LETTER FROM AFGHANISTAN: DANGEROUS AND RISKY BORDER CROSSING, CURRENT GROUND SITUATION AND AN APPEAL TO THE ISMAILI LEADERSHIP

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[REPORT #3]. SUNDAY, SPETEMBER 5, 2021

[This is our Ismaili correspondent’s third letter to provide the global Ismaili Jamat with reliable information regarding recent development of the living conditions of the Jamat in Afghanistan after the Taliban takeover. Read the first two letters HERE – August 26 and HERE – August 29. We advise readers to note that in some cases the same information may be repeated in multiple reports — Ed.]

Please click on map for enlargement

Afghanistan Map, Spin Boldak
Map of Afghanistan and neighbouring countries. The area, Spin Boldak, in the southern Kandahar province of Afghanistan, and the border town of Chaman in Pakistan where many Afghans seek refuge, are circled in red. Please click on map for enlargement. Credit: Map adapted and annotated by Simerg from the Perry-Castañeda Library Map Collection, University of Texas.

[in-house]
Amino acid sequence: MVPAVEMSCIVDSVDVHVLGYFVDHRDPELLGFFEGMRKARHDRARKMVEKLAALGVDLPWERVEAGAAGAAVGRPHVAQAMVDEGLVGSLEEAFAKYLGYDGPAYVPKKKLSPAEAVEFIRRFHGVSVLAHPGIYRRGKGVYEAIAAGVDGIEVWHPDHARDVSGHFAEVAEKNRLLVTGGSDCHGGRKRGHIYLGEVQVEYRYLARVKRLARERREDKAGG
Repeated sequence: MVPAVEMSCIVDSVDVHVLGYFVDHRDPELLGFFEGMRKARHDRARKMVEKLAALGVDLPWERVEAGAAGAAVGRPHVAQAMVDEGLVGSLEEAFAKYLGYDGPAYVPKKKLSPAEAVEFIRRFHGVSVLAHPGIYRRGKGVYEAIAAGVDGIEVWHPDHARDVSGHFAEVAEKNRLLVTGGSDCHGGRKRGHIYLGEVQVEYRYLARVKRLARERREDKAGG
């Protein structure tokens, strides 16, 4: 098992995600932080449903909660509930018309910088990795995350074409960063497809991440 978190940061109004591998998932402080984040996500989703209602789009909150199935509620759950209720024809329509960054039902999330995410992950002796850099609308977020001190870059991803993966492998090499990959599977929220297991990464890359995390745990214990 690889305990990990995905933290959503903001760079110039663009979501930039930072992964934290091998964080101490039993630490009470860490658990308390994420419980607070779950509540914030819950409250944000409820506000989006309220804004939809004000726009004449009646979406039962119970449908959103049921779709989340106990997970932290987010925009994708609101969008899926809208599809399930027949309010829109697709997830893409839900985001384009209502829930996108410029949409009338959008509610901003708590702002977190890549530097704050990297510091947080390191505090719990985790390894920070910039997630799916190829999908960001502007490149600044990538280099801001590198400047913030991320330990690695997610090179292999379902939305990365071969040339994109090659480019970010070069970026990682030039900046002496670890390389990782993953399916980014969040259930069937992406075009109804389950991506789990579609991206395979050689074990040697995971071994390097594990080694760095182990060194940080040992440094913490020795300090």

Dear Jamats:

First of all, a special thanks to the Shia Imami Ismaili Council for Afghanistan for staying alongside the Jamats in such a critical time in the country, and for apprising the Jamats about the overall measures we need to take for our well being and safety.